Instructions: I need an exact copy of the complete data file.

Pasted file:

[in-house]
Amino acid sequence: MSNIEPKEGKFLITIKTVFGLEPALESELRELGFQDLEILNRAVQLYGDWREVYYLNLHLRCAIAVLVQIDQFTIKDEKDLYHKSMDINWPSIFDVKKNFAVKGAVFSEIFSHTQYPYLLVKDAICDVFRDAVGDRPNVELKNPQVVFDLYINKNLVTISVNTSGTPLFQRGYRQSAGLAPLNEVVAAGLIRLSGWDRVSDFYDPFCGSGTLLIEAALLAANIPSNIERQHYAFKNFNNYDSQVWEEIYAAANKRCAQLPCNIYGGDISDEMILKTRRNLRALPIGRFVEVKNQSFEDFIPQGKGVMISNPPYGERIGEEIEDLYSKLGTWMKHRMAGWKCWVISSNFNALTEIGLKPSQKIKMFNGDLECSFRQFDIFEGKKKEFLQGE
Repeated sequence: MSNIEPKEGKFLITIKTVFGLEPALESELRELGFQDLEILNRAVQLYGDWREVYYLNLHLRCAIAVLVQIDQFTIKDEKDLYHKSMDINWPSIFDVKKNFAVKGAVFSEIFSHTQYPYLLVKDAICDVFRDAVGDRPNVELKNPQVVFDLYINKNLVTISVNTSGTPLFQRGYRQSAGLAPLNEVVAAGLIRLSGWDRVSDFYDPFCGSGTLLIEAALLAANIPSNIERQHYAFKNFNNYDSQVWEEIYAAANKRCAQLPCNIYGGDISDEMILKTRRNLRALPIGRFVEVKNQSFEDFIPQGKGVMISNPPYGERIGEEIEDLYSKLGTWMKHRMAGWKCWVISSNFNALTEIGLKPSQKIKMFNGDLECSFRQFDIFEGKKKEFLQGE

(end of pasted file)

[in-house]
Amino acid sequence: MSNIEPKEGKFLITIKTVFGLEPALESELRELGFQDLEILNRAVQLYGDWREVYYLNLHLRCAIAVLVQIDQFTIKDEKDLYHKSMDINWPSIFDVKKNFAVKGAVFSEIFSHTQYPYLLVKDAICDVFRDAVGDRPNVELKNPQVVFDLYINKNLVTISVNTSGTPLFQRGYRQSAGLAPLNEVVAAGLIRLSGWDRVSDFYDPFCGSGTLLIEAALLAANIPSNIERQHYAFKNFNNYDSQVWEEIYAAANKRCAQLPCNIYGGDISDEMILKTRRNLRALPIGRFVEVKNQSFEDFIPQGKGVMISNPPYGERIGEEIEDLYSKLGTWMKHRMAGWKCWVISSNFNALTEIGLKPSQKIKMFNGDLECSFRQFDIFEGKKKEFLQGE
Repeated sequence: MSNIEPKEGKFLITIKTVFGLEPALESELRELGFQDLEILNRAVQLYGDWREVYYLNLHLRCAIAVLVQIDQFTIKDEKDLYHKSMDINWPSIFDVKKNFAVKGAVFSEIFSHTQYPYLLVKDAICDVFRDAVGDRPNVELKNPQVVFDLYINKNLVTISVNTSGTPLFQRGYRQSAGLAPLNEVVAAGLIRLSGWDRVSDFYDPFCGSGTLLIEAALLAANIPSNIERQHYAFKNFNNYDSQVWEEIYAAANKRCAQLPCNIYGGDISDEMILKTRRNLRALPIGRFVEVKNQSFEDFIPQGKGVMISNPPYGERIGEEIEDLYSKLGTWMKHRMAGWKCWVISSNFNALTEIGLKPSQKIKMFNGDLECSFRQFDIFEGKKKEFLQGE